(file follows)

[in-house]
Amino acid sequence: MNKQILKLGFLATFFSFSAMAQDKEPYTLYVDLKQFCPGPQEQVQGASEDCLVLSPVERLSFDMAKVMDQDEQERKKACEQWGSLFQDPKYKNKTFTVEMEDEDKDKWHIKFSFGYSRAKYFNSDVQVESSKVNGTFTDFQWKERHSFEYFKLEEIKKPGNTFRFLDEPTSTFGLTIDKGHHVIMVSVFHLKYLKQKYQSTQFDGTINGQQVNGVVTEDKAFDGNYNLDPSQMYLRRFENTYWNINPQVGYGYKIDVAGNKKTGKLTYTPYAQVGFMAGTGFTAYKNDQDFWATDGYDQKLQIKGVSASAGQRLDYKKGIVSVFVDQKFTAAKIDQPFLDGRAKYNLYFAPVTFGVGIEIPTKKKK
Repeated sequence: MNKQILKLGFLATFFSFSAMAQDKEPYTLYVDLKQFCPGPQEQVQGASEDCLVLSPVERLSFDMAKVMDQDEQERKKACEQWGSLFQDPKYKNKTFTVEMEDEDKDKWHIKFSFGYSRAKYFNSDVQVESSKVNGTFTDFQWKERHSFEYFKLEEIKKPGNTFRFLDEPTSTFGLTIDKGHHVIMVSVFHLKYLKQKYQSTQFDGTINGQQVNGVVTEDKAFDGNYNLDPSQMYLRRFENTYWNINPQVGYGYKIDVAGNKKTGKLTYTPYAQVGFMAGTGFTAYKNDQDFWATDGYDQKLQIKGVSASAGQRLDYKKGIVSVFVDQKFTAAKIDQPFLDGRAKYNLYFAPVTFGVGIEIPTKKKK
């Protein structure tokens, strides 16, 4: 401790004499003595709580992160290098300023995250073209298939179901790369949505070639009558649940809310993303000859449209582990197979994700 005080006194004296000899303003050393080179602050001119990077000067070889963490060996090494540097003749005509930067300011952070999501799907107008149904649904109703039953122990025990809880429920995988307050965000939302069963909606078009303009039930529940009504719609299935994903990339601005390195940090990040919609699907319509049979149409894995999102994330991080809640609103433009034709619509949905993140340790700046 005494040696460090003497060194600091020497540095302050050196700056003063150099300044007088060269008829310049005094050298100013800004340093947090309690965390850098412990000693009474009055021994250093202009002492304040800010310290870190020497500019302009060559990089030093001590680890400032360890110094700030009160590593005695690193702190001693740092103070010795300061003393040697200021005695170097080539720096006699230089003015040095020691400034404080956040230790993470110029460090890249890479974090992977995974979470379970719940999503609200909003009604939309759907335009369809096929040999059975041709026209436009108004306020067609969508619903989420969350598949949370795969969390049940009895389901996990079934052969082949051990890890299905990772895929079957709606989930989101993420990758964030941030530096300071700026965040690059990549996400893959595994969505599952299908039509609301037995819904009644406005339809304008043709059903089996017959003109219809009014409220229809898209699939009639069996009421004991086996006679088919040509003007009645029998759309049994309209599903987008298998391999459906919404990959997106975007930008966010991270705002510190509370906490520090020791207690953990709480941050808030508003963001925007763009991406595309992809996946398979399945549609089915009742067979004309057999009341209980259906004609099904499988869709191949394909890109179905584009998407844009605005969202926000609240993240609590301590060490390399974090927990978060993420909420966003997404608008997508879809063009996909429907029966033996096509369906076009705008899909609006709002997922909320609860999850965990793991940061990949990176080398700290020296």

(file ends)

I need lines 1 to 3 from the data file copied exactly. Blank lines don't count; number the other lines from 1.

[in-house]
Amino acid sequence: MNKQILKLGFLATFFSFSAMAQDKEPYTLYVDLKQFCPGPQEQVQGASEDCLVLSPVERLSFDMAKVMDQDEQERKKACEQWGSLFQDPKYKNKTFTVEMEDEDKDKWHIKFSFGYSRAKYFNSDVQVESSKVNGTFTDFQWKERHSFEYFKLEEIKKPGNTFRFLDEPTSTFGLTIDKGHHVIMVSVFHLKYLKQKYQSTQFDGTINGQQVNGVVTEDKAFDGNYNLDPSQMYLRRFENTYWNINPQVGYGYKIDVAGNKKTGKLTYTPYAQVGFMAGTGFTAYKNDQDFWATDGYDQKLQIKGVSASAGQRLDYKKGIVSVFVDQKFTAAKIDQPFLDGRAKYNLYFAPVTFGVGIEIPTKKKK
Repeated sequence: MNKQILKLGFLATFFSFSAMAQDKEPYTLYVDLKQFCPGPQEQVQGASEDCLVLSPVERLSFDMAKVMDQDEQERKKACEQWGSLFQDPKYKNKTFTVEMEDEDKDKWHIKFSFGYSRAKYFNSDVQVESSKVNGTFTDFQWKERHSFEYFKLEEIKKPGNTFRFLDEPTSTFGLTIDKGHHVIMVSVFHLKYLKQKYQSTQFDGTINGQQVNGVVTEDKAFDGNYNLDPSQMYLRRFENTYWNINPQVGYGYKIDVAGNKKTGKLTYTPYAQVGFMAGTGFTAYKNDQDFWATDGYDQKLQIKGVSASAGQRLDYKKGIVSVFVDQKFTAAKIDQPFLDGRAKYNLYFAPVTFGVGIEIPTKKKK